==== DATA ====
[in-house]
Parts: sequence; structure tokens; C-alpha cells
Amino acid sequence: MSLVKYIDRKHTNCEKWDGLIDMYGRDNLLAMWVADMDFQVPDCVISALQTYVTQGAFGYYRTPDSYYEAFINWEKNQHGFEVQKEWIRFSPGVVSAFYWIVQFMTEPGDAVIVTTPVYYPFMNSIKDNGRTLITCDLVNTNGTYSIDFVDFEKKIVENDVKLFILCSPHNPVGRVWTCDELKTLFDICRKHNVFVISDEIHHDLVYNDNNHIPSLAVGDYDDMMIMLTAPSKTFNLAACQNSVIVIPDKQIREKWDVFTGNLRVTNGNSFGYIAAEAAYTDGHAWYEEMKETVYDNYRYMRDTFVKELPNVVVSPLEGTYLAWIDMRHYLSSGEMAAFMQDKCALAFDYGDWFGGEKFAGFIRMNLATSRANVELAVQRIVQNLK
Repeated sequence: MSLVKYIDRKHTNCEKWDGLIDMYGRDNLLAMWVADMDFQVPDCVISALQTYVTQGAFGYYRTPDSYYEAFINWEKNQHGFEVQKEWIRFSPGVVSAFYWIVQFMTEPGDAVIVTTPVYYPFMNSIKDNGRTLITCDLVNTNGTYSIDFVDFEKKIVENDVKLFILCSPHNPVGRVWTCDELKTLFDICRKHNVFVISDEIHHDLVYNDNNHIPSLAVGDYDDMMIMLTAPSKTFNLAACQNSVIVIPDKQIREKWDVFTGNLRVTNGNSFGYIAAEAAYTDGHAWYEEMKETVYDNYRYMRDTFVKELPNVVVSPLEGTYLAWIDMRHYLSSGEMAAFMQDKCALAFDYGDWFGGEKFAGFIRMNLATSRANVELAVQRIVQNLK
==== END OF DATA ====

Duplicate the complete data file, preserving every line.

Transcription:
[in-house]
Parts: sequence; structure tokens; C-alpha cells
Amino acid sequence: MSLVKYIDRKHTNCEKWDGLIDMYGRDNLLAMWVADMDFQVPDCVISALQTYVTQGAFGYYRTPDSYYEAFINWEKNQHGFEVQKEWIRFSPGVVSAFYWIVQFMTEPGDAVIVTTPVYYPFMNSIKDNGRTLITCDLVNTNGTYSIDFVDFEKKIVENDVKLFILCSPHNPVGRVWTCDELKTLFDICRKHNVFVISDEIHHDLVYNDNNHIPSLAVGDYDDMMIMLTAPSKTFNLAACQNSVIVIPDKQIREKWDVFTGNLRVTNGNSFGYIAAEAAYTDGHAWYEEMKETVYDNYRYMRDTFVKELPNVVVSPLEGTYLAWIDMRHYLSSGEMAAFMQDKCALAFDYGDWFGGEKFAGFIRMNLATSRANVELAVQRIVQNLK
Repeated sequence: MSLVKYIDRKHTNCEKWDGLIDMYGRDNLLAMWVADMDFQVPDCVISALQTYVTQGAFGYYRTPDSYYEAFINWEKNQHGFEVQKEWIRFSPGVVSAFYWIVQFMTEPGDAVIVTTPVYYPFMNSIKDNGRTLITCDLVNTNGTYSIDFVDFEKKIVENDVKLFILCSPHNPVGRVWTCDELKTLFDICRKHNVFVISDEIHHDLVYNDNNHIPSLAVGDYDDMMIMLTAPSKTFNLAACQNSVIVIPDKQIREKWDVFTGNLRVTNGNSFGYIAAEAAYTDGHAWYEEMKETVYDNYRYMRDTFVKELPNVVVSPLEGTYLAWIDMRHYLSSGEMAAFMQDKCALAFDYGDWFGGEKFAGFIRMNLATSRANVELAVQRIVQNLK